Peterson before a centrifuge test. Gallaudet University Archives.
In the late 1950s when NASA was a brand new agency, the list of spaceflight unknowns was significantly larger than any list of knowns. And addressing that list called for some real creativity. When it came to dealing with space sickness, NASA turned to 11 deaf men for a baseline, and these men ultimately played a significant role in getting the first astronauts off the ground.
This specific run of tests was done in the 1960s as a cooperative venture between NASA test was a partnership between NASA and the U.S. Naval School of Aviation Medicine. The subjects were 11 deaf men between 25 and 48 years old — Harold Domich, Robert Greenmun, Barron Gulak, Raymond Harper, Jerald Jordan, Harry Larson, David Myers, Donald Peterson, Raymond Piper, Alvin Steele, John Zakutney — from Gallaudet College (now Gallaudet University) that specializes in educational opportunities for the hearing impaired. And their selection was far from an arbitrary choice.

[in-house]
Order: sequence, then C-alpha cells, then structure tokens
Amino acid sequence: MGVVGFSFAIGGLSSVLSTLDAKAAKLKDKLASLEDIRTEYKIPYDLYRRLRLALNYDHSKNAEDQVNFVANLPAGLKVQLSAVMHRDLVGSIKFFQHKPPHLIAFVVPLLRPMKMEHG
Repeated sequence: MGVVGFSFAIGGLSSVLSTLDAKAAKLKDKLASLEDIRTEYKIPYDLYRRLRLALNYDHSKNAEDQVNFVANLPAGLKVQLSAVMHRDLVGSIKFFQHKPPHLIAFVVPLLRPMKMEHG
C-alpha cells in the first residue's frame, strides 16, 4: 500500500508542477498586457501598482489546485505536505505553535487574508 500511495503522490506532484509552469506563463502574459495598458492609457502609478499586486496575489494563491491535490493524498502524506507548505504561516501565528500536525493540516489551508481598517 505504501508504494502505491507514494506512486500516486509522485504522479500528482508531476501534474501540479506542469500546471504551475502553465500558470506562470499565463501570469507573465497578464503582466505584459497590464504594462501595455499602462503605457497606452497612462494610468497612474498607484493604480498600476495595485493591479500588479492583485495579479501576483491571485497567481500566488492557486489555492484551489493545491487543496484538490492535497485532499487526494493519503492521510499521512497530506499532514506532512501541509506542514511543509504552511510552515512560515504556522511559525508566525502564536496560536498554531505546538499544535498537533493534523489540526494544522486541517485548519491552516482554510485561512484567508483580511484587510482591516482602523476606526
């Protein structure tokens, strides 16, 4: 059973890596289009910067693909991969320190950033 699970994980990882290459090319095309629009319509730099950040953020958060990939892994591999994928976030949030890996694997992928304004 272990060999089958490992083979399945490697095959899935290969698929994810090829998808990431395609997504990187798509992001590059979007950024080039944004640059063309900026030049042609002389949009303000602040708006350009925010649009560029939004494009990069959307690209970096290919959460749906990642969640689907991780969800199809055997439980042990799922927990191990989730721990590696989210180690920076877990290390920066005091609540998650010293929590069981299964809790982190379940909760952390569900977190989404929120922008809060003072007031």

The key here was in how each of these men lost their hearing. All but one was deaf after a childhood bout with spinal meningitis. Spinal meningitis can, among other effects, cause lasting damage to the ...